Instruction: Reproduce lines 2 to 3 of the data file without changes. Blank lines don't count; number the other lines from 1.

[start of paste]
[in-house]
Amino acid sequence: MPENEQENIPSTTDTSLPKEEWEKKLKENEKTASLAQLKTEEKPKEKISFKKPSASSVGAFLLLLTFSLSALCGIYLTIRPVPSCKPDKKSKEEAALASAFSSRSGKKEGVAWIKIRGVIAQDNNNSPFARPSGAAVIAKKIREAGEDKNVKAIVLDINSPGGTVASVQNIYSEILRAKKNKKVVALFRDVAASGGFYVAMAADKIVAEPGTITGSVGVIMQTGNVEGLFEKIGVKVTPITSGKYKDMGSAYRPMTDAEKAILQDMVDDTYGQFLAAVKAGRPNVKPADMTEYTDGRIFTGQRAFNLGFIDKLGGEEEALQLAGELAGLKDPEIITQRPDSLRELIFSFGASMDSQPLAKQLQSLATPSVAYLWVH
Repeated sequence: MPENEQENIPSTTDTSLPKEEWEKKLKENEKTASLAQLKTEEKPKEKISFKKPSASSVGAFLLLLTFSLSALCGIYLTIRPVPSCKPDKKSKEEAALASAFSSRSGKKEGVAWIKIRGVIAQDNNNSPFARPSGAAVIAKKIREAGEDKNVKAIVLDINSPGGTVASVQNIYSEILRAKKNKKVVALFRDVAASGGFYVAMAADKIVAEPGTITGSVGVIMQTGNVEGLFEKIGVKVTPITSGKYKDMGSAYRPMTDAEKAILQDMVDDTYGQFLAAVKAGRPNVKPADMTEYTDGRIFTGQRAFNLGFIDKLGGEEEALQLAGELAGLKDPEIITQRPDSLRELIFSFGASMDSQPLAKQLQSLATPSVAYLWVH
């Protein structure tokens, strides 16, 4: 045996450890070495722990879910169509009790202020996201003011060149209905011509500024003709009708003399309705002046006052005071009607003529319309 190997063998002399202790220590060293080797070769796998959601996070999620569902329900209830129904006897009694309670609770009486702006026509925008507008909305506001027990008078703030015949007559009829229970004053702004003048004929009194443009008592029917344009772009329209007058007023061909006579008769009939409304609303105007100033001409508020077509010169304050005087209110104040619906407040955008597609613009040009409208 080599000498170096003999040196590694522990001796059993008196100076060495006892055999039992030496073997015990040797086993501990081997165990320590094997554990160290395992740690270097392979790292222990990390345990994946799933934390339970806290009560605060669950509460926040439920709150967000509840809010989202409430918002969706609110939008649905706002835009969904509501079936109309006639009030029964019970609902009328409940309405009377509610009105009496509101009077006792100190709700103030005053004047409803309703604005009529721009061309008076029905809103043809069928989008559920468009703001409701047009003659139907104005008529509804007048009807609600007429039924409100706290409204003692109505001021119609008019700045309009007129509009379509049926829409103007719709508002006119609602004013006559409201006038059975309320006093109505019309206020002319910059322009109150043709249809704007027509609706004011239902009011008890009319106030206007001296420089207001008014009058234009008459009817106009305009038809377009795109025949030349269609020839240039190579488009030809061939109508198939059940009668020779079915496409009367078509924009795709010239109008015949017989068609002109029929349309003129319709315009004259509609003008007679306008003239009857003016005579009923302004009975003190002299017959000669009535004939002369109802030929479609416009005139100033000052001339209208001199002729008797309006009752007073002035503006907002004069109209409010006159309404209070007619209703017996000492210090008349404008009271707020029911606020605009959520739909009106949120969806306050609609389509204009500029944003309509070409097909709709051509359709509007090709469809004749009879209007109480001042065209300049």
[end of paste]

Amino acid sequence: MPENEQENIPSTTDTSLPKEEWEKKLKENEKTASLAQLKTEEKPKEKISFKKPSASSVGAFLLLLTFSLSALCGIYLTIRPVPSCKPDKKSKEEAALASAFSSRSGKKEGVAWIKIRGVIAQDNNNSPFARPSGAAVIAKKIREAGEDKNVKAIVLDINSPGGTVASVQNIYSEILRAKKNKKVVALFRDVAASGGFYVAMAADKIVAEPGTITGSVGVIMQTGNVEGLFEKIGVKVTPITSGKYKDMGSAYRPMTDAEKAILQDMVDDTYGQFLAAVKAGRPNVKPADMTEYTDGRIFTGQRAFNLGFIDKLGGEEEALQLAGELAGLKDPEIITQRPDSLRELIFSFGASMDSQPLAKQLQSLATPSVAYLWVH
Repeated sequence: MPENEQENIPSTTDTSLPKEEWEKKLKENEKTASLAQLKTEEKPKEKISFKKPSASSVGAFLLLLTFSLSALCGIYLTIRPVPSCKPDKKSKEEAALASAFSSRSGKKEGVAWIKIRGVIAQDNNNSPFARPSGAAVIAKKIREAGEDKNVKAIVLDINSPGGTVASVQNIYSEILRAKKNKKVVALFRDVAASGGFYVAMAADKIVAEPGTITGSVGVIMQTGNVEGLFEKIGVKVTPITSGKYKDMGSAYRPMTDAEKAILQDMVDDTYGQFLAAVKAGRPNVKPADMTEYTDGRIFTGQRAFNLGFIDKLGGEEEALQLAGELAGLKDPEIITQRPDSLRELIFSFGASMDSQPLAKQLQSLATPSVAYLWVH